We had a tutorial on how to soften harsh shadows in Photoshop on a monochrome image, which is basically the easier job. Monochrome leaves you with choice of just gray tones to play with while in a color image you are toying with the whole RGB spectrum.
Here we are going to repair some of the color too due to poor lighting conditions. Usually you wouldn't need to worry too much about this, but you should know how to tackle it, just in case.
Sometimes the picture can be great, but harsh light or bad color temperature can mess up the image. If you know how to repair that you can save the image, otherwise it can be total waste.
Of course, it's best if you get everything right in camera first time: light, color, pose, everything – however, it's not always going to swing your way! So, plan your shoots accordingly if you can in order to avoid heavy repairs in post production, since you never know how they will turn out.
Note: If you are interesting in taking your post production on portraiture even further than this article, you should consider Photography Concentrate's course on the topic. It's a generalist course, but it concentrates primarily on examples of people photography so is quite useful for portrait shooters.
You're probably hearing about this term/method more often due to its increasing popularity. This is because it gives you the most flexibility when editing however, it can get a tad complicated but once you get the hang of it, it's really helpful.
For a deeper understanding of frequency separation and how it works, you can click on the link and read further…
- Duplicate the layer twice, you can do so by using the shortcut CTRL+J (twice of course).
- Rename the first copy as Tone, second copy as Texture. You can do so by double-clicking the text on the layer.
- Use 6-10px Gaussian Blur on the Tone layer.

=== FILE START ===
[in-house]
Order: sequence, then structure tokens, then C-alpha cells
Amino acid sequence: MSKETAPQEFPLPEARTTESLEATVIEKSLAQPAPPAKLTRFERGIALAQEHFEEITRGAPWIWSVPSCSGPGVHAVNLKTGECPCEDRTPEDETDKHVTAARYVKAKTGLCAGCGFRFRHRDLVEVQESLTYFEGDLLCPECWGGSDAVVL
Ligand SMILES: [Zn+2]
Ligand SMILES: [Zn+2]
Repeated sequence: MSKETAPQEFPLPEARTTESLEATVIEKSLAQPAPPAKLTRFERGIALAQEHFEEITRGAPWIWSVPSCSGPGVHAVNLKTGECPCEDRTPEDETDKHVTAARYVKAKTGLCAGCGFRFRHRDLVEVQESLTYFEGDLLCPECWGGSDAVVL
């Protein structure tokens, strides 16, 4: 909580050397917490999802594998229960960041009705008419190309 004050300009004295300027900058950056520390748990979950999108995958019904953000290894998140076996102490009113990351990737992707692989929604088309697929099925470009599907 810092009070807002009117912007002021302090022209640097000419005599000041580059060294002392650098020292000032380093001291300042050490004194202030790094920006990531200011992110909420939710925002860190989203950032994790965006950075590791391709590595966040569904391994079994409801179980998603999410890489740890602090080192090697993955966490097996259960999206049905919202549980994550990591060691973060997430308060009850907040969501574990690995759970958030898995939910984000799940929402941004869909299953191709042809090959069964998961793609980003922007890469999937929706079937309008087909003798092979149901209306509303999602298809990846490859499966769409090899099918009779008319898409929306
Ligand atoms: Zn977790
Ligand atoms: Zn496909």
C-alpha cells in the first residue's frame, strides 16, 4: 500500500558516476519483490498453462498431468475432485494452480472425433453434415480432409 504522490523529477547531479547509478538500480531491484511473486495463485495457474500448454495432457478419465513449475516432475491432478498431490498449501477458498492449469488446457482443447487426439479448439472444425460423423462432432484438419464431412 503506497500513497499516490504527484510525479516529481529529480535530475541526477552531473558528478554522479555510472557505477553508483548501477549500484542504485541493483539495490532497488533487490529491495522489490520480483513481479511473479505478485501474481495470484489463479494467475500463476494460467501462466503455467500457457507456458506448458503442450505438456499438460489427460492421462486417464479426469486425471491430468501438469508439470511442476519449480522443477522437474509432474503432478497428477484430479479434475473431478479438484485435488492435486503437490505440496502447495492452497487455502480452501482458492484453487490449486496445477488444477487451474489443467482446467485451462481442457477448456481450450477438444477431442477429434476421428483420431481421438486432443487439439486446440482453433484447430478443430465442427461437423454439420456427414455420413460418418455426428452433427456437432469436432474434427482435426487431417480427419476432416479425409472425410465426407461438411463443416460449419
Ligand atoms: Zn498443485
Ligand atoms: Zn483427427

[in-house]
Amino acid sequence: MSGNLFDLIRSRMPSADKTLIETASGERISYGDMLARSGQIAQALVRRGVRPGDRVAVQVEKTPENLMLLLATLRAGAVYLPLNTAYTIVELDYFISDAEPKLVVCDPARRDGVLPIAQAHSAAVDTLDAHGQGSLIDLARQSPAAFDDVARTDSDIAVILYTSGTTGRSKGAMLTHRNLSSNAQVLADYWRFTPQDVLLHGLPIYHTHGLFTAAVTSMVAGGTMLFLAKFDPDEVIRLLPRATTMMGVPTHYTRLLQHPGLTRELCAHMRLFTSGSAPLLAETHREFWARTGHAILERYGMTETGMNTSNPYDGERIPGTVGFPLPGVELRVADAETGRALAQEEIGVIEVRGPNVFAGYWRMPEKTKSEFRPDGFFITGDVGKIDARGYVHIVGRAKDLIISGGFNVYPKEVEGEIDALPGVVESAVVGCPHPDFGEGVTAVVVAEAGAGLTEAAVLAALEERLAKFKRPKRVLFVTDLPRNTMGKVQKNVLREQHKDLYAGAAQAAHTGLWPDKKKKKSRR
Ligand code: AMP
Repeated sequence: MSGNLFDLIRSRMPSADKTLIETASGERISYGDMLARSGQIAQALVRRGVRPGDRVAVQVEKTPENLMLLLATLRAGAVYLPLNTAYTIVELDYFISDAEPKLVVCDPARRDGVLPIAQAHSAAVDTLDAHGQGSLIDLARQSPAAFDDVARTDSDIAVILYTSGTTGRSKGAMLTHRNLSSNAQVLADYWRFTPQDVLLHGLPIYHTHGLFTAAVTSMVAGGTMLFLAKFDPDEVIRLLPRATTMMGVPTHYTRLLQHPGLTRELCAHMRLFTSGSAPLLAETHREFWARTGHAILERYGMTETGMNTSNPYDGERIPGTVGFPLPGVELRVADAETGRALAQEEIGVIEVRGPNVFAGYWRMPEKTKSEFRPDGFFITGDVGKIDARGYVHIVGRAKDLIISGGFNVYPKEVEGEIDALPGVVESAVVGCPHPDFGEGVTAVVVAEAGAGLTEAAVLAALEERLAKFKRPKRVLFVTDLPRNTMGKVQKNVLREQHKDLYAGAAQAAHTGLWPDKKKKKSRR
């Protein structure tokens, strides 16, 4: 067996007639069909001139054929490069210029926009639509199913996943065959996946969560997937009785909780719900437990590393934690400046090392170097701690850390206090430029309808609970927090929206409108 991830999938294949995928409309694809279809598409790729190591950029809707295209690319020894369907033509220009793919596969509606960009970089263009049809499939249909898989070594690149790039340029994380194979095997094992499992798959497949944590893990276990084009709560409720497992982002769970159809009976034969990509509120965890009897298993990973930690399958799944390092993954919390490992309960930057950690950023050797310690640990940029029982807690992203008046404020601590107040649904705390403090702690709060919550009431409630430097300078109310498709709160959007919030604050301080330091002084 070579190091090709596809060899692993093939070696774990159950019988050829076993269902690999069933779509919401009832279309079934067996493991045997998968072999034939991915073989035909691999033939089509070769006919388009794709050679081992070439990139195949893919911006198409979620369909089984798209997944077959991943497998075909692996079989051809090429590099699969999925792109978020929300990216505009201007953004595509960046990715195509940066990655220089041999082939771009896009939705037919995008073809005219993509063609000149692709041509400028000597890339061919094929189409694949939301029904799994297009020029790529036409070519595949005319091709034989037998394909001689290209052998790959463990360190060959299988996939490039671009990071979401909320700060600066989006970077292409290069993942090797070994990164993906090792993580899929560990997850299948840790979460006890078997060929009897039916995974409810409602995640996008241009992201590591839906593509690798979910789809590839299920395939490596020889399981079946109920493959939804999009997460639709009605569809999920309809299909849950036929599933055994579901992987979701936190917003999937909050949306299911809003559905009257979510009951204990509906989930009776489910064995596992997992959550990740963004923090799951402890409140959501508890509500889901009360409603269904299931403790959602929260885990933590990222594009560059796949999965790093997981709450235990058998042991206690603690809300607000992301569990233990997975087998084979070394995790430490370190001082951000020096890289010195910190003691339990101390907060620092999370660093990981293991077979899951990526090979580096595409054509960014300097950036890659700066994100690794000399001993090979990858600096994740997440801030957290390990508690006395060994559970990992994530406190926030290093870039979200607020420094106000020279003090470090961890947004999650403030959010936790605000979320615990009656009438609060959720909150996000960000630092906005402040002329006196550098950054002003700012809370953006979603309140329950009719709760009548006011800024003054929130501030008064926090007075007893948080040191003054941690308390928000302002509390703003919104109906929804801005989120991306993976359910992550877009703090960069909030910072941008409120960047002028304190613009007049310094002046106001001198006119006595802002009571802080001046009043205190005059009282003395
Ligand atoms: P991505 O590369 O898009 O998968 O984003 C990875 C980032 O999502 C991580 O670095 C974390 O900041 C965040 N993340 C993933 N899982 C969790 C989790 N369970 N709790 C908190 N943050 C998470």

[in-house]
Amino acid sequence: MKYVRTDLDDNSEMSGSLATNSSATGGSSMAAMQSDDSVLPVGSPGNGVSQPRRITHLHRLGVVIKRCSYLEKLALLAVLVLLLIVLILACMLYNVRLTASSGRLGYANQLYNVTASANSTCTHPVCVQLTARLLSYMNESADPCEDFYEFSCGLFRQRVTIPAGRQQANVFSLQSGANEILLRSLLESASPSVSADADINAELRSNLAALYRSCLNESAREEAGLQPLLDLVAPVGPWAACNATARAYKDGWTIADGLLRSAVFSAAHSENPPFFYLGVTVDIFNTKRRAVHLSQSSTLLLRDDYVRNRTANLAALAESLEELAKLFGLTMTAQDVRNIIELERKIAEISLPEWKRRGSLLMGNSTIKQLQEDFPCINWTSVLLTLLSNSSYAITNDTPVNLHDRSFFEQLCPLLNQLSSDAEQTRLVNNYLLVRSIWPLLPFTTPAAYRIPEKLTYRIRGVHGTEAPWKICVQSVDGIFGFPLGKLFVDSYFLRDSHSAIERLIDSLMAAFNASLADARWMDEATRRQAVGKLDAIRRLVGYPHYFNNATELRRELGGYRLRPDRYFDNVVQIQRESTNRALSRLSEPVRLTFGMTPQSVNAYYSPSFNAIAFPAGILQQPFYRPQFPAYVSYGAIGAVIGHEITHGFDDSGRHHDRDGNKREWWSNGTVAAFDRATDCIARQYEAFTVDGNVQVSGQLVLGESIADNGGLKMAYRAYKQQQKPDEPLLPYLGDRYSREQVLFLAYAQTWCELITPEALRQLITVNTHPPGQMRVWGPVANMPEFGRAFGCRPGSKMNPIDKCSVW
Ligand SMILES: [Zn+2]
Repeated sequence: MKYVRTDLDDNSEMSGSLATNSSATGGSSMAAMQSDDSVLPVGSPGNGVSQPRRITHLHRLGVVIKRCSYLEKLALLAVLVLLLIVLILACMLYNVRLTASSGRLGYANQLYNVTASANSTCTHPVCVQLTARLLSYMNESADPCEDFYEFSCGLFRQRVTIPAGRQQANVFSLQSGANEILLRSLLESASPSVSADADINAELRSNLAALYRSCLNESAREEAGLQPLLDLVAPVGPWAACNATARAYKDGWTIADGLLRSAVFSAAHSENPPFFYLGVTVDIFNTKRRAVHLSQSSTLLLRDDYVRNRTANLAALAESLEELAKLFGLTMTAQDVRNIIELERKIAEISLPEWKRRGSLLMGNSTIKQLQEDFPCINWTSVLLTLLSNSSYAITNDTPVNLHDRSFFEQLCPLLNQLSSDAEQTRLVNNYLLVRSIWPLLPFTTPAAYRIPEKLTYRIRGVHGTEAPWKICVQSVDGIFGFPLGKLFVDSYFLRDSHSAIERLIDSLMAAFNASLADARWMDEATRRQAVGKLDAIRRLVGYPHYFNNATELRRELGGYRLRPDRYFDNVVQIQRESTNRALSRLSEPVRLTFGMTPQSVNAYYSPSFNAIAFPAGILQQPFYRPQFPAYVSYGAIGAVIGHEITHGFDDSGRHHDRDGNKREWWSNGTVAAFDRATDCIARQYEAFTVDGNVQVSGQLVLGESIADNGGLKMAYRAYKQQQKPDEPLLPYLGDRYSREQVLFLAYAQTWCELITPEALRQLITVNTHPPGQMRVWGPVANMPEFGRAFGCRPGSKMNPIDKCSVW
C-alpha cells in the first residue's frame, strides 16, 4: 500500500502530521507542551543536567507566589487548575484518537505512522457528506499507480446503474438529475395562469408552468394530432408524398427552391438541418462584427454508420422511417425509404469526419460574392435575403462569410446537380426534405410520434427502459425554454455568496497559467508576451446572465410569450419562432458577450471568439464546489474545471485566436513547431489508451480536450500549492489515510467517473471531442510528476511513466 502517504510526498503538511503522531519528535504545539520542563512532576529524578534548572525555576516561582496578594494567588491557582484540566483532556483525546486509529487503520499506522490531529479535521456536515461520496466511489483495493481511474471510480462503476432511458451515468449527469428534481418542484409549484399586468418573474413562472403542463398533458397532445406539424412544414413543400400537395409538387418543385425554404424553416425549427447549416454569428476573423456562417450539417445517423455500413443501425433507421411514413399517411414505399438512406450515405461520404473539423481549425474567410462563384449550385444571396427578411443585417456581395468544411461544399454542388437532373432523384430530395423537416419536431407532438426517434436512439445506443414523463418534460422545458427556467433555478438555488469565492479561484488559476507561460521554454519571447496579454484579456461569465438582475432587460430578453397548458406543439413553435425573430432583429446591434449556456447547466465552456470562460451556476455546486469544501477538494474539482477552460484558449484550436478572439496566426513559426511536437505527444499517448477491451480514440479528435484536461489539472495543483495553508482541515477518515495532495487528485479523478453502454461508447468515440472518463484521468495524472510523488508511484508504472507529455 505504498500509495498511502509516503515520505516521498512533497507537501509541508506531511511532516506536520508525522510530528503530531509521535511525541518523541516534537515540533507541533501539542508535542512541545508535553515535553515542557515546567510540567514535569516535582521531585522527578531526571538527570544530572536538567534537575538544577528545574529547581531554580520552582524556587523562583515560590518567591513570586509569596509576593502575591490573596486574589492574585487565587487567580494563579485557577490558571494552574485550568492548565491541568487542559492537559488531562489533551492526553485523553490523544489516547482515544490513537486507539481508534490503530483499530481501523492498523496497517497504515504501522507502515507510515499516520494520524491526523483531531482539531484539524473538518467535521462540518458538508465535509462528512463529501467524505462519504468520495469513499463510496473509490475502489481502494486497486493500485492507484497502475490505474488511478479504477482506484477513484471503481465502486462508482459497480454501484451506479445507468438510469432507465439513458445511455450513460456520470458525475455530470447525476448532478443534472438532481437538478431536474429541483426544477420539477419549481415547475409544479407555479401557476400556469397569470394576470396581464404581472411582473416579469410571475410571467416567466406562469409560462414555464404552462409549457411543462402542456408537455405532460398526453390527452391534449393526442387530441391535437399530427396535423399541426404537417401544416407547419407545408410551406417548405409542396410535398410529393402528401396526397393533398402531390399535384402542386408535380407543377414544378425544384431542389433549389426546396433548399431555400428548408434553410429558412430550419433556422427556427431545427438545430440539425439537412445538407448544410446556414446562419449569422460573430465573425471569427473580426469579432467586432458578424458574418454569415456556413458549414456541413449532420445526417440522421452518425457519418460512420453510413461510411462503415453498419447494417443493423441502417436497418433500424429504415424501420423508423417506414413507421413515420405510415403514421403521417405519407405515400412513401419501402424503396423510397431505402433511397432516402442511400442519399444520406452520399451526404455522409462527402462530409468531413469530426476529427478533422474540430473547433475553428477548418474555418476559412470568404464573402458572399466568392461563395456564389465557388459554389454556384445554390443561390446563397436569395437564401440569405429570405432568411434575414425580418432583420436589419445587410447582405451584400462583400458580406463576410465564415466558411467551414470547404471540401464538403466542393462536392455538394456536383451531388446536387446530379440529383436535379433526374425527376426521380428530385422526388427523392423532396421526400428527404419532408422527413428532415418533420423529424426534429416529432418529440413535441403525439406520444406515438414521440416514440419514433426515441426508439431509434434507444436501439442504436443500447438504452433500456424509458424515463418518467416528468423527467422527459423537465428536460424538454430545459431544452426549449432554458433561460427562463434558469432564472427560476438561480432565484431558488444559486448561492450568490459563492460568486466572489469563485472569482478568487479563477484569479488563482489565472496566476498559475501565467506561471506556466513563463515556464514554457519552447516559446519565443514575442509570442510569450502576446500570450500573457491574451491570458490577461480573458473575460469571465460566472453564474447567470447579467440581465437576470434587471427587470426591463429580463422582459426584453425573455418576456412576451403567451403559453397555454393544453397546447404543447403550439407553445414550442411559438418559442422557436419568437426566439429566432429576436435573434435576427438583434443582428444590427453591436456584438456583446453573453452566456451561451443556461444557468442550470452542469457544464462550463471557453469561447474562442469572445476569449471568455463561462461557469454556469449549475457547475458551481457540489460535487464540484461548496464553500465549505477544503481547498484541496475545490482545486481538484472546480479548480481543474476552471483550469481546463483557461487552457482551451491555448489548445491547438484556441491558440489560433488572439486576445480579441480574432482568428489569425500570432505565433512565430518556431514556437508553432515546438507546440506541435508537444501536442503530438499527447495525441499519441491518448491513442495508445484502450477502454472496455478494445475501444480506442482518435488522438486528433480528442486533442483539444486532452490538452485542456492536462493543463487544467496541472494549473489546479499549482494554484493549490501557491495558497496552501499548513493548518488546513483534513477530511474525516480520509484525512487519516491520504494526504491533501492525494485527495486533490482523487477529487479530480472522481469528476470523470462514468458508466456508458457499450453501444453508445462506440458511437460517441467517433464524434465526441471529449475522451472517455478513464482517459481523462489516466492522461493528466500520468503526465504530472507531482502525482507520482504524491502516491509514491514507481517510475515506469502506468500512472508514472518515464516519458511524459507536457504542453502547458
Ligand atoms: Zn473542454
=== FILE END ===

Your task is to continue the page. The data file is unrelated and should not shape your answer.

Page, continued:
- Select the Texture layer. Head to the Image menu, choose Apply Image. Inside the box from the “Layer” dropdown menu choose Tone, set Blending Mode as Subtract. Opacity 100%, Scale -> 2, Offset -> 128. Hit OK.
- While you have the Texture layer selected, change its Blending Mode to Linear Light.
- Select both Tone and Texture layers and group them together, you can do so by pressing CTRL+G.
- Check if everything is done properly by turning the group of both layers on and off. If there is no visual change, you are all set.
Softening The Shadows
First of all, we need to identify where the harsh shadows are. Additionally, it may seem obvious to begin with but don't forget that some might be easier to soften up than others. Bear in mind also that most of this process is done by eye – there is no equation that will do it for you.
Therefore, when you are softening different shadows, you’ll have to decide how much you’ll do it, and then replicate that amount to every shadow. During the process of shadow softening we'll do the rest of the portrait touch up as too, since frequency separation is used for both.
Now, since we are working with harsh shadows, they have an edge, therefore the first thing we need to do is to remove it in the Texture layer.
Using the Patch Tool, a selection around the shadow's edge needs to be made. Once that is done, drag towards a skin area which is smooth to replace the edge with smooth skin texture. If we are to use the clone stamp or healing brush, the texture will be damaged and the correction will be quite obvious.